Wednesday, June 01, 2005

Snooping, Citing, and Control+C: Internet Norms

This post on Scalzi's Whatever reminds me of something I've always wondered about with respect to the internet: why people try to limit outside access to things posted on publicly accessible pages. The forum Scalzi linked to doesn't permit "outside posting." Since he doesn't link to the forum, I can't read their rules, but I assume this means they want to ban traditional fair use like quoting for the purposes of critique. This sounds ridiculous to me, just as companies that huff and puff about people linking to their sites without permission seem ridiculous. Don't these people get the internet? It's all about linking and reading and quoting and critiquing and mashups and fisking and who knows what.

This reminds me of one of the feminist message boards I used to read. Some threads (even some entire sections) were supposed to be women-only. That's fine, and if you've got a good sense of community and devoted moderators to delete comments by men trolling where they're not wanted, perfectly doable. But certain areas and threads were not just supposed to be restricted for posting, but also for browsing. Men (and, for one section, women not "of color") were not supposed to even read those discussions. I broke this rule all the time because I was a lurker and felt no allegiance to what I viewed as stupid and unenforceable restrictions.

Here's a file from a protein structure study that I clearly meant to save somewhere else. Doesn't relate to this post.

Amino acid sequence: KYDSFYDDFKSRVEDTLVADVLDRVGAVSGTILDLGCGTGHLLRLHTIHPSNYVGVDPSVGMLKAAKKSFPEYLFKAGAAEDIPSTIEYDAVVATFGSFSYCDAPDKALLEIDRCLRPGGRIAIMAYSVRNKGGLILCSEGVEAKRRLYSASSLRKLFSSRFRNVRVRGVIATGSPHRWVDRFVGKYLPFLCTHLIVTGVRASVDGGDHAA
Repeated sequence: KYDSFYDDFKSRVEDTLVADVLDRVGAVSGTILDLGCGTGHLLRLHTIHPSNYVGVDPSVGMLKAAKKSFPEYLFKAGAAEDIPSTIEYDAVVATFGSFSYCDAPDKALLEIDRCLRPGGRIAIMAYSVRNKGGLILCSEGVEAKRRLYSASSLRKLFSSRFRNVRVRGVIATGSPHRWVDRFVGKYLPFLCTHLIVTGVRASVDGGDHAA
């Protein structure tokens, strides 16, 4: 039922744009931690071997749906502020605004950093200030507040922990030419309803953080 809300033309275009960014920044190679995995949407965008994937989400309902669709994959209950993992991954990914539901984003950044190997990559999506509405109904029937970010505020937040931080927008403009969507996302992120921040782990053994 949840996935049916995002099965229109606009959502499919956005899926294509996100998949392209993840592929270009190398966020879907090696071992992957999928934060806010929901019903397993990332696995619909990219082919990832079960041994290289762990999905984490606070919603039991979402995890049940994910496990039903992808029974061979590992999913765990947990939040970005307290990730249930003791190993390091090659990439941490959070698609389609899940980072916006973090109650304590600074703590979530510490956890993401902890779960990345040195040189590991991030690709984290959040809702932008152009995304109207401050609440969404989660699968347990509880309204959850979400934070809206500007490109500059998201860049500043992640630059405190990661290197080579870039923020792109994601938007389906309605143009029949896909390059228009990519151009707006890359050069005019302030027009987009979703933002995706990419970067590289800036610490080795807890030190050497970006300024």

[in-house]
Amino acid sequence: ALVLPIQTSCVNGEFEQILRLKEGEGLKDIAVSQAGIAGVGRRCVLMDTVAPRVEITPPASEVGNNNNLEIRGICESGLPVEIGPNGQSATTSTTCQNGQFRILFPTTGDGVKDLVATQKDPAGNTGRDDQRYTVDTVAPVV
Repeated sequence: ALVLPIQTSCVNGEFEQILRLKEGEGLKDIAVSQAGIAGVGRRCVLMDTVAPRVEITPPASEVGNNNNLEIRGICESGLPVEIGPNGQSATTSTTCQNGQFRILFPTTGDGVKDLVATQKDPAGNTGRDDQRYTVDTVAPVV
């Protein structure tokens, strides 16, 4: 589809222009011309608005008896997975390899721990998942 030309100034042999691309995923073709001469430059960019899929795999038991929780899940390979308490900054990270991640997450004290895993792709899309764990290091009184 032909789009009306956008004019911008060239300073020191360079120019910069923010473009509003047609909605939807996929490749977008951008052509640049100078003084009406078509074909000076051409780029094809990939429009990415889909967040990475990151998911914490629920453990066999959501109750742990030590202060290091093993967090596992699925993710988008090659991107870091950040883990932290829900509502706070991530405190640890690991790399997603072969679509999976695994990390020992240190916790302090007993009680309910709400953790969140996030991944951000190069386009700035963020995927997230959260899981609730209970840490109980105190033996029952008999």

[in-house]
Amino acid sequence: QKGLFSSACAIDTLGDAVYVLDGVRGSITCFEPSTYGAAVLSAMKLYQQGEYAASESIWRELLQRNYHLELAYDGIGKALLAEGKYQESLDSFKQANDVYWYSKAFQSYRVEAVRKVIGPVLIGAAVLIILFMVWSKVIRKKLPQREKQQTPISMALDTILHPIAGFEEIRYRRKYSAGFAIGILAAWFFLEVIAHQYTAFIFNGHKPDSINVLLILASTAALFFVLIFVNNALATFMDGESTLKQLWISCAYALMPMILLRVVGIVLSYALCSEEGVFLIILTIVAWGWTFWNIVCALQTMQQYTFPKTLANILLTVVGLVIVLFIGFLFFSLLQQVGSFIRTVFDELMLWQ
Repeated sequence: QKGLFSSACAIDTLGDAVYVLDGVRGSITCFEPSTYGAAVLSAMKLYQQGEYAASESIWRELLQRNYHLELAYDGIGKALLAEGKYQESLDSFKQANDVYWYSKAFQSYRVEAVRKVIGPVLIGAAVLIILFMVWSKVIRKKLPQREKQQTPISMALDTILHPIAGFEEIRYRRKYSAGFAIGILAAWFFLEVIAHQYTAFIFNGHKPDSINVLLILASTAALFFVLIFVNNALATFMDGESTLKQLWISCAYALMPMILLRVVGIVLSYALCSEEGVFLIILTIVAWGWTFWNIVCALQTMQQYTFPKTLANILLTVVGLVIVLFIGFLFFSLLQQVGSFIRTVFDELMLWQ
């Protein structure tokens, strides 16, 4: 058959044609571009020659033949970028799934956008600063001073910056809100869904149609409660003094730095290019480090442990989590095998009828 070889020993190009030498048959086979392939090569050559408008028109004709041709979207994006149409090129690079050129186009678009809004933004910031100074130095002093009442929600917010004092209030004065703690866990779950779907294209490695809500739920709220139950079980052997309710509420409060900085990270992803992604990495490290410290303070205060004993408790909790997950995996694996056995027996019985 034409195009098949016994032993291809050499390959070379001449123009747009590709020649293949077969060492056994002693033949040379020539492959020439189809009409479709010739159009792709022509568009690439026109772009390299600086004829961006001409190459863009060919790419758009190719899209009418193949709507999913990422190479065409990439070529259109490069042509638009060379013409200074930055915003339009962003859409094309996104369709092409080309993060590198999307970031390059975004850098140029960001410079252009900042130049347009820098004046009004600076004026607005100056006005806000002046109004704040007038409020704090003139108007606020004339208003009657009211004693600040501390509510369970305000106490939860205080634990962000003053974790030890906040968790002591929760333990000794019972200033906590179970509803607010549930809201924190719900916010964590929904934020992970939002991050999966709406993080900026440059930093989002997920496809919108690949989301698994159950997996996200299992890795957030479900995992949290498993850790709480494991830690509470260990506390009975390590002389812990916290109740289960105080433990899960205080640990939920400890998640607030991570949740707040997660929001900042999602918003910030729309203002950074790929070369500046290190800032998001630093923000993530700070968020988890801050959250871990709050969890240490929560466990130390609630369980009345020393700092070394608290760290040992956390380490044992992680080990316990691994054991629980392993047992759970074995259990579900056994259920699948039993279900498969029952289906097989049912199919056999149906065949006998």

I learned a lot about race and about the experiences of people on the board by reading these secret posts. Certainly some of the women would not have said the things they did without the security of thinking that they were "protected" from prying eyes. And yet they were not. They could have been; they could have password protected those areas of the site and made them like friends-only Livejournals. But they trusted in the norms of their particular community, even though those norms are contrary to what I (and probably many other people) view as the very spirit of the internet.

So can any open internet community reasonably expect visitors to abide by their rules? Should we defer to those rules even when it means wrong, stupid, inaccurate, or even defamatory language is at the risk of going unrebutted? We don't let mainstream media folks and traditional literary figures get away with this sort of selective censorship of their own publicly available writings and statements. Why allow it online?
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